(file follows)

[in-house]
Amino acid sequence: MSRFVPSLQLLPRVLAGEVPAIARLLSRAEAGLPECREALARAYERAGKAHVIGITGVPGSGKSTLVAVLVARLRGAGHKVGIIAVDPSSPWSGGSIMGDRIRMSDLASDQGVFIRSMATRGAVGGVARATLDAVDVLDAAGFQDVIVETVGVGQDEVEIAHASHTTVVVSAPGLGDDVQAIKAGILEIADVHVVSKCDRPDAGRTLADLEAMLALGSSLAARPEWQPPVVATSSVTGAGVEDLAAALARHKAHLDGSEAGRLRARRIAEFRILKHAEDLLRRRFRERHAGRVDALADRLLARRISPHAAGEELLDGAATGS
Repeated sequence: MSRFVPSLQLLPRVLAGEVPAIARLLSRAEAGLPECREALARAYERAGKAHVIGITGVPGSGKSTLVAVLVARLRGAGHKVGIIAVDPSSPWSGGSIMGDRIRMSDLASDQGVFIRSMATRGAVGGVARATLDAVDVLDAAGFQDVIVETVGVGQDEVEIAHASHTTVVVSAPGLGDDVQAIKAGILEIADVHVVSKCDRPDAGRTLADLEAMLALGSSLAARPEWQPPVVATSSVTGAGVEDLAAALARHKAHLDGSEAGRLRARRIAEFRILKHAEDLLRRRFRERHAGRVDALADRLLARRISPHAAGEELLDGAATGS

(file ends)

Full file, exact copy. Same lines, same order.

[in-house]
Amino acid sequence: MSRFVPSLQLLPRVLAGEVPAIARLLSRAEAGLPECREALARAYERAGKAHVIGITGVPGSGKSTLVAVLVARLRGAGHKVGIIAVDPSSPWSGGSIMGDRIRMSDLASDQGVFIRSMATRGAVGGVARATLDAVDVLDAAGFQDVIVETVGVGQDEVEIAHASHTTVVVSAPGLGDDVQAIKAGILEIADVHVVSKCDRPDAGRTLADLEAMLALGSSLAARPEWQPPVVATSSVTGAGVEDLAAALARHKAHLDGSEAGRLRARRIAEFRILKHAEDLLRRRFRERHAGRVDALADRLLARRISPHAAGEELLDGAATGS
Repeated sequence: MSRFVPSLQLLPRVLAGEVPAIARLLSRAEAGLPECREALARAYERAGKAHVIGITGVPGSGKSTLVAVLVARLRGAGHKVGIIAVDPSSPWSGGSIMGDRIRMSDLASDQGVFIRSMATRGAVGGVARATLDAVDVLDAAGFQDVIVETVGVGQDEVEIAHASHTTVVVSAPGLGDDVQAIKAGILEIADVHVVSKCDRPDAGRTLADLEAMLALGSSLAARPEWQPPVVATSSVTGAGVEDLAAALARHKAHLDGSEAGRLRARRIAEFRILKHAEDLLRRRFRERHAGRVDALADRLLARRISPHAAGEELLDGAATGS